Tuesday, July 21, 2009

A Dangerous Thesis - Thesis Group Assignment

Just like the clock maker metaphors of the Enlightenment, or the dialectical logic of the nineteenth century, the emergent worldview belongs to this moment in time, shaping our thought habits and colouring our perception of the world. (Steven Johnson. 2002. Emergence : The connected lives of ants, brains, cities, and software. 1st Touchstone ed. New York. p.66)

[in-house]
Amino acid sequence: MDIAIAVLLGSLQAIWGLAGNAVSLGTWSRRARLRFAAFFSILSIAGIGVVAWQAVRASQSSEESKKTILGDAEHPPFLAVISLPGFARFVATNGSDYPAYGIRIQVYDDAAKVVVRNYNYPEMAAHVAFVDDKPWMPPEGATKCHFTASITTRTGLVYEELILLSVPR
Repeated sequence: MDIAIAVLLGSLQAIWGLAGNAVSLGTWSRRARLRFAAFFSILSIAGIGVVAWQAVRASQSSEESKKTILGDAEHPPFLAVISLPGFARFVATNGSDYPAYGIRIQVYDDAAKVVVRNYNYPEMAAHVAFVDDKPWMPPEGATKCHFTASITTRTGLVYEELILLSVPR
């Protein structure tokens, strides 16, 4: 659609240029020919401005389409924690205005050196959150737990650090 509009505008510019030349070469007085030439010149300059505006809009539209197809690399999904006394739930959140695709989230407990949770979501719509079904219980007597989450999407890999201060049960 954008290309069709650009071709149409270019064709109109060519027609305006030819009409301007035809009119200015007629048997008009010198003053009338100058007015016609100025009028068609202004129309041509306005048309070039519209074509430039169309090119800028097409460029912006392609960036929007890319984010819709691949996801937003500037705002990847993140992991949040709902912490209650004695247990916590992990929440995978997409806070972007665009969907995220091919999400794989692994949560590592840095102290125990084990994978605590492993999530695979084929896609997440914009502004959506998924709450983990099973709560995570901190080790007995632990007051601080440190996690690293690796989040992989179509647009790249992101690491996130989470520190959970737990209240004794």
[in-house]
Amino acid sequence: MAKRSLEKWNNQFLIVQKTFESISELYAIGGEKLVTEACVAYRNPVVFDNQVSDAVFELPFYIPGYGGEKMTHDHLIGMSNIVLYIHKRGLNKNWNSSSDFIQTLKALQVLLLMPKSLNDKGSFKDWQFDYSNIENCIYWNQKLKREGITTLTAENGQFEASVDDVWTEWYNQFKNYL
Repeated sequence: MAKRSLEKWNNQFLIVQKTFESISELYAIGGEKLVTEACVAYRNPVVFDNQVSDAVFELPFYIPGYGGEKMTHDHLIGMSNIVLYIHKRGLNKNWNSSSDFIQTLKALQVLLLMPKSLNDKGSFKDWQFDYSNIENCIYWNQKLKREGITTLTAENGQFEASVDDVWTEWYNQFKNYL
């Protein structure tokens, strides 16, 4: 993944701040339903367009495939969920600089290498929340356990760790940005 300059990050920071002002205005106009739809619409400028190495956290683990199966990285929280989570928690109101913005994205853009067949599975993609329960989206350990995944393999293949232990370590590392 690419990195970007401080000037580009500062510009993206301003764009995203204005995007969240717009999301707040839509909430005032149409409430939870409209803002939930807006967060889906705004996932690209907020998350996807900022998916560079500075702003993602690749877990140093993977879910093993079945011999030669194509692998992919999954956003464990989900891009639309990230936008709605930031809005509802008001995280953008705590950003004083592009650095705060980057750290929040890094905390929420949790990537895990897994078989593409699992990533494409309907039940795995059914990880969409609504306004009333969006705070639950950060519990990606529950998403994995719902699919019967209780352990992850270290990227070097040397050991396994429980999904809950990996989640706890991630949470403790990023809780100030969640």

Emergence as a theory is philosophically challenging to many people. The shift in thinking from top-down to bottom-up requires new cultural narratives which reimagine human agency and fundamentally challenge existing narratives. A design rooted within an emergent worldview risks knee-jerk dismissal not only because of it's new-ness but because of it's implicit challenge to the reviewer to reimagine their own place in the world as both individual agent and member of the emergent collective both acting-upon and affected-by the group. In mapping public space, hegemony, social interactions, and social/cultural response to interventions in public places and advocating for further interventions which support adaptive emergence in the citizens of the downtown core, I risk initiating a process with a highly uncertain outcome. Not only will Galt naturally resist change, but it may also revolt against its role as the subject of my thesis experiments.

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